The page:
So, Are New Yorkers Jerks?

From Time Out New York Student Guide,

by HEATHER ROBINSON

Fall 2000

Our completely unscientific survey of random pedestrians says: Fuhgeddaboutit!

Whenever I go home to Pittsburgh I cross paths with my Aunt Tess, who never fails to recount the story of her trip through Grand Central Terminal in 1952. “The way those people pushed and shoved, you would have thought there was a gold rush,” she says. “Oh, they’re rude in New York.” Stories like Aunt Tess’s reinforce the idea that New Yorkers are an obnoxious lot. But in the 21st century, is there any truth to that cliché? One my first afternoon in New York five years ago, as meandered around a busy midtown corner looking up at the buildings, a businessman nearly trampled me, then told me to watch where I was going. Perhaps it was my memory of being the pokiest member of an alert, fast-moving family when I was a kid, but I caught on quickly: To thrive and be happy here, I’d have to adapt. And indeed, picking up the pace and increasing my awareness has stood me in good stead.

Was the businessman rude? Well, he could have been nicer, but his attitude reflected the premium most New Yorkers place on time. People here tend to be busy—working, playing, living—which means they don’t like it when others waste their time. Recognizing this impatience for what it is—someone making haste rather than a personal insult—is part of becoming a New Yorker.

Impatience is one thing, but what about the idea that New Yorkers won’t give you the time of day unless they want something from you? Seeking an answer, I recently conducted an experiment. Starting on the Upper West Side and working my way down to Times Square, and on to Soho, I attempted to engage 30 random strangers in conversation. I approached them in a polite manner, staring with, “Excuse me, I’m sorry to bother you, but I was hoping to ask you a quick question.” Thirty-four of 40 stopped, and one was willing to help but didn’t speak English. Of the five people who didn’t stop, only two failed to acknowledge me; the other three said, “Sorry” or “Not a good time.” In the course of this survey, I spoke to people of every race, of many ethnicities, of both sexes, and of a range of ages. Almost three-fourths of the people I stopped were originally from somewhere else (only two were tourists); the places they hailed from included Florida, Kentucky, Luxembourg, Pakistan, Trinidad, Israel, Japan, Mexico, and Germany.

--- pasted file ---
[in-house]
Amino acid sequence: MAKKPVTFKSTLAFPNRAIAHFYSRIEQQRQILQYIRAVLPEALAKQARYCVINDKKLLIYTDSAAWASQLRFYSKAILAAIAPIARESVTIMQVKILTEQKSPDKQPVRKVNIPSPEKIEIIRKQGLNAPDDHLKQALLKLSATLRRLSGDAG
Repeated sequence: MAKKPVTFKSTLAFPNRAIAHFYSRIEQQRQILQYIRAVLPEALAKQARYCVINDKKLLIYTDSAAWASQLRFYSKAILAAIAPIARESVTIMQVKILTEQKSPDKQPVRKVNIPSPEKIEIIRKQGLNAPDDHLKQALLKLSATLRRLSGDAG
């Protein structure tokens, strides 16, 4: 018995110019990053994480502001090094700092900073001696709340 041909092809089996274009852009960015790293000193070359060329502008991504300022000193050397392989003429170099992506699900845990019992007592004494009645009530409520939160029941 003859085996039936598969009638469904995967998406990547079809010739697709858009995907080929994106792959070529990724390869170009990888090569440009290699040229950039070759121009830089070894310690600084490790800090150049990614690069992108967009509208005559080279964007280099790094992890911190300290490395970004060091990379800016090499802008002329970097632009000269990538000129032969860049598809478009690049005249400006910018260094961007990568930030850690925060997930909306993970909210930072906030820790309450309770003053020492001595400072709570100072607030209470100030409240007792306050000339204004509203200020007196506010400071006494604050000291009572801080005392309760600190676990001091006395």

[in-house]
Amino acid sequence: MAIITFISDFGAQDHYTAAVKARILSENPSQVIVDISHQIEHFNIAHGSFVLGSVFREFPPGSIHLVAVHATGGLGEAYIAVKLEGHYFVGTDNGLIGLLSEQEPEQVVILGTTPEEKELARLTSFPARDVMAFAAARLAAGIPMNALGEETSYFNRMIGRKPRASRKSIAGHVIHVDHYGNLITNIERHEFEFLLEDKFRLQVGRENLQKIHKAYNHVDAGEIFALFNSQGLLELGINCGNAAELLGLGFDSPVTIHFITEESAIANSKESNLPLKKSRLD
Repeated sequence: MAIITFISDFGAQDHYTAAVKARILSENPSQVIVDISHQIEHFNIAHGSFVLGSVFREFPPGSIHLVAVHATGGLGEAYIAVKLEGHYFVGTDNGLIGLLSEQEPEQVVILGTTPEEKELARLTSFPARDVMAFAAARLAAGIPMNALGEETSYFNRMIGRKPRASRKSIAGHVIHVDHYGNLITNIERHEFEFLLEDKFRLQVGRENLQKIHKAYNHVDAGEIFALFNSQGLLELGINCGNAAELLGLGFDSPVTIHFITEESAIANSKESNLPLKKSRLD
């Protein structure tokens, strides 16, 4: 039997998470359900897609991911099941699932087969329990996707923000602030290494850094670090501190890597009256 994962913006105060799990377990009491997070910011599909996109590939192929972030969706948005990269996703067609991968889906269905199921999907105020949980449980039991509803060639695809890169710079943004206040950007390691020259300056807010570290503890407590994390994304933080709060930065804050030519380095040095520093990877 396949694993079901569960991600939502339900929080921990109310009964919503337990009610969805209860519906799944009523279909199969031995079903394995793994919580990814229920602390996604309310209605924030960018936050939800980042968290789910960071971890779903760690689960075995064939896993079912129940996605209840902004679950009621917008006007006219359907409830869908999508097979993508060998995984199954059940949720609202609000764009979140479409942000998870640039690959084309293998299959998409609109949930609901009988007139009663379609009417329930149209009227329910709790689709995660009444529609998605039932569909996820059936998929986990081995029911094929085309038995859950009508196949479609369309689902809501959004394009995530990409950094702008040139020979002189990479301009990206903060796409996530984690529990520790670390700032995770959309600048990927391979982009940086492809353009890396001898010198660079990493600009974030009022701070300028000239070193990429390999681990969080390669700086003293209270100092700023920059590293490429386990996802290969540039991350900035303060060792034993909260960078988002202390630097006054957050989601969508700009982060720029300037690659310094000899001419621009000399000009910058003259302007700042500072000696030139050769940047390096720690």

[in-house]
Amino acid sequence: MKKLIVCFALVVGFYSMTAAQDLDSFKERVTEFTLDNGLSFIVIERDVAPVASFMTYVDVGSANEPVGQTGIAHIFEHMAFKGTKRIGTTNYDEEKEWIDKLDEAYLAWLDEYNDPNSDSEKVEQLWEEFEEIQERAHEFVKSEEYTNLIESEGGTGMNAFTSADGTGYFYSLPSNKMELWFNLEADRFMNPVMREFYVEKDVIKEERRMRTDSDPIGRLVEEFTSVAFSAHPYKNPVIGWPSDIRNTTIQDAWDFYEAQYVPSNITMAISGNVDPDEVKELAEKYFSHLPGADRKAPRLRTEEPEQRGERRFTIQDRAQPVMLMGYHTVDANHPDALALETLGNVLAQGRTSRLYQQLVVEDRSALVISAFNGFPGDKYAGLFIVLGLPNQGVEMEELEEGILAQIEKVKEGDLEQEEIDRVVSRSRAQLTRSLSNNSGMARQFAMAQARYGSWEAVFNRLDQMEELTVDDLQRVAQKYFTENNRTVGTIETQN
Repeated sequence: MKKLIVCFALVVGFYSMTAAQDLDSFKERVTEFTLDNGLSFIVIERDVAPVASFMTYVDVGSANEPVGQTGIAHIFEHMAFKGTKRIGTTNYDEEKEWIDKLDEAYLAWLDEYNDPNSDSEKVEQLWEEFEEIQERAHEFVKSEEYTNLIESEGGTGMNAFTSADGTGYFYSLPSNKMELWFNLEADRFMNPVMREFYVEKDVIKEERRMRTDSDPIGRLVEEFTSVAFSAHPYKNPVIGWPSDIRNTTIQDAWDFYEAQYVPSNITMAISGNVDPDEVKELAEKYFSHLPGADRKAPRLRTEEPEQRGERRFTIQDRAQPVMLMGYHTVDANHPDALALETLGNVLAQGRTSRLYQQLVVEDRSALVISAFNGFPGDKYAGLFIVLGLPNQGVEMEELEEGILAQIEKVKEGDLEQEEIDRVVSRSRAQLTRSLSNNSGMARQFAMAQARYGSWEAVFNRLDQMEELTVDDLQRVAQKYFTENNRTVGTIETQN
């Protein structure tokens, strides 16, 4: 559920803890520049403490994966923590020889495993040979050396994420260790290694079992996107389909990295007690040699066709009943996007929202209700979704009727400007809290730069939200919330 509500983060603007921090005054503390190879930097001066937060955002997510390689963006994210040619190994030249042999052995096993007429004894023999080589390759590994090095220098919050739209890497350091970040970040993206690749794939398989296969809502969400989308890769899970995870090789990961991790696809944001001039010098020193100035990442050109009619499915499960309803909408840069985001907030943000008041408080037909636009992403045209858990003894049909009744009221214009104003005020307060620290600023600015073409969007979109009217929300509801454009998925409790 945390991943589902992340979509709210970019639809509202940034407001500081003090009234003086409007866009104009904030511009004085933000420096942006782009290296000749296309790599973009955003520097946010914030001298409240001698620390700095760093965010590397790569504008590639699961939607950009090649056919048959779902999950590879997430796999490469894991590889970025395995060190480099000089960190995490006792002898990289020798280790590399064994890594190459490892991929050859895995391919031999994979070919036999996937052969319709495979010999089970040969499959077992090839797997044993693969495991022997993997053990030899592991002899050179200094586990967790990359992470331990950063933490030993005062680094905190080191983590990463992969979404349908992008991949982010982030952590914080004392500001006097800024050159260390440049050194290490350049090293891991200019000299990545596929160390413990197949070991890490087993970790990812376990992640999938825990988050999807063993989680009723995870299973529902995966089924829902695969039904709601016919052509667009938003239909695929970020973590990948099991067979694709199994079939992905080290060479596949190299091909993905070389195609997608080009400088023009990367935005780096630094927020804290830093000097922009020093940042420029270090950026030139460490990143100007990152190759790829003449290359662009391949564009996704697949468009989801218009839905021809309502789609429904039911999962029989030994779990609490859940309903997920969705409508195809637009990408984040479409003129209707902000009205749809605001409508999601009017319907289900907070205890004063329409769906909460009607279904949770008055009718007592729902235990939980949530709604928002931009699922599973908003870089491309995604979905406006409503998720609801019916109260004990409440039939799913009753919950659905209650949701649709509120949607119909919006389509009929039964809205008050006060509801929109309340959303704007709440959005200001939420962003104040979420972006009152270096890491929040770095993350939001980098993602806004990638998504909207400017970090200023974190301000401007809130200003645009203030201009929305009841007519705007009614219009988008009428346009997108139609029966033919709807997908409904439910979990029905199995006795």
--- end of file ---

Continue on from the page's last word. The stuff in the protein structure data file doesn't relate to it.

The question I asked these strangers (after explaining I was doing research for a column) was, “do you think New Yorkers are more rude than people in other parts of the world?” The verdict: six said “yes,” five said “maybe” or “depends on the circumstances” and a whopping 23 said, “no.”

“Absolutely not,” said Judy Berger, an education specialist and native New Yorker. “We live at a frenetic pace, and sometimes we’re sharp, but we’ll go out of our way for you.”

I then posed another question to those willing to indulge me: “What do you like about living in New York?” Again and again, what I overwhelmingly heard was “the diversity of people and cultures.”

“Life’s exciting in New York because there are so many different kinds of people,” said Matthew Yeoman, a census worker who moved here from London to get into computer sales.

“The mixture of nationalities and cultures creates a new culture—something good, liberal, and open-minded,” said Noel Kayo, 25, a medical student at Bridgeport University who hails from Luxembourg.

Those enthusiastic responses, in fact, confirmed my long-held suspicion: I claim that New Yorkers, contrary to conventional wisdom, are actually among the most civilized people in the world. After all, what are manners but a reflection of one’s respect for other people? While some of us are gruff or impatient on occasion, I think most New Yorkers demonstrate a deeper, more meaningful kind of character: tolerance for, and appreciation of, diversity. It’s not that residents of other places are necessarily intolerant; it’s that New Yorkers, in order to be happy and remain here, must necessarily be tolerant. How could, say, a white supremacist thrive in a city where you’re forever shoehorning yourself into confined spaces with people of every color and creed imaginable?

No one would deny that we do have occasional fare-ups of intolerance in this city, and it’s true that there are unresolved racial tensions. But consider, too, that the millions of people living and pursuing millions of different goals in this small space manage to get along just fine. The inescapable conclusion is that New Yorkers rise to the challenge of respecting one another’s differences—and we’re a better people for it.

This entry was written by and posted on October 29, 2000 at 10:48 am and filed under Commentary.